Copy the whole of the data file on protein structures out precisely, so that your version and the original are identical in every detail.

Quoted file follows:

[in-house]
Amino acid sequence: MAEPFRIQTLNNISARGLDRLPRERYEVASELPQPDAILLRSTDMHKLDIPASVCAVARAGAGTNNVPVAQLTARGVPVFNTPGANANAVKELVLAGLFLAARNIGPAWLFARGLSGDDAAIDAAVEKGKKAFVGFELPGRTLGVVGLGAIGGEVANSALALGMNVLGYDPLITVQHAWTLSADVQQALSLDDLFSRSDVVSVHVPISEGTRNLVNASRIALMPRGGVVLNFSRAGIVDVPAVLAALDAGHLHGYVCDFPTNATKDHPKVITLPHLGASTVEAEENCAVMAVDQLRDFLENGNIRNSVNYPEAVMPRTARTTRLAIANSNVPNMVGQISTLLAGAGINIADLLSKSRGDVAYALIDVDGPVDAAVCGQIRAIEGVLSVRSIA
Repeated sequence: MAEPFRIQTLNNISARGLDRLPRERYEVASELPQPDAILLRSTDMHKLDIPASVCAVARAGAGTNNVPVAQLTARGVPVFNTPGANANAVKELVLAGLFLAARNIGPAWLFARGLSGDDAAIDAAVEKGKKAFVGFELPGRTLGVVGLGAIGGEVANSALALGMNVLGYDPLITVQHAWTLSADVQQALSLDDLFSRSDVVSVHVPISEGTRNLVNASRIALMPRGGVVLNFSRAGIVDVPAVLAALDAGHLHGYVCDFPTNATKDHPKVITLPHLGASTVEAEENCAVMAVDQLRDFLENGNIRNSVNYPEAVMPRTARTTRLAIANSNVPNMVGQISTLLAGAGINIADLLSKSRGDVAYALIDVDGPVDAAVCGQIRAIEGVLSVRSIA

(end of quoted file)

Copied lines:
[in-house]
Amino acid sequence: MAEPFRIQTLNNISARGLDRLPRERYEVASELPQPDAILLRSTDMHKLDIPASVCAVARAGAGTNNVPVAQLTARGVPVFNTPGANANAVKELVLAGLFLAARNIGPAWLFARGLSGDDAAIDAAVEKGKKAFVGFELPGRTLGVVGLGAIGGEVANSALALGMNVLGYDPLITVQHAWTLSADVQQALSLDDLFSRSDVVSVHVPISEGTRNLVNASRIALMPRGGVVLNFSRAGIVDVPAVLAALDAGHLHGYVCDFPTNATKDHPKVITLPHLGASTVEAEENCAVMAVDQLRDFLENGNIRNSVNYPEAVMPRTARTTRLAIANSNVPNMVGQISTLLAGAGINIADLLSKSRGDVAYALIDVDGPVDAAVCGQIRAIEGVLSVRSIA
Repeated sequence: MAEPFRIQTLNNISARGLDRLPRERYEVASELPQPDAILLRSTDMHKLDIPASVCAVARAGAGTNNVPVAQLTARGVPVFNTPGANANAVKELVLAGLFLAARNIGPAWLFARGLSGDDAAIDAAVEKGKKAFVGFELPGRTLGVVGLGAIGGEVANSALALGMNVLGYDPLITVQHAWTLSADVQQALSLDDLFSRSDVVSVHVPISEGTRNLVNASRIALMPRGGVVLNFSRAGIVDVPAVLAALDAGHLHGYVCDFPTNATKDHPKVITLPHLGASTVEAEENCAVMAVDQLRDFLENGNIRNSVNYPEAVMPRTARTTRLAIANSNVPNMVGQISTLLAGAGINIADLLSKSRGDVAYALIDVDGPVDAAVCGQIRAIEGVLSVRSIA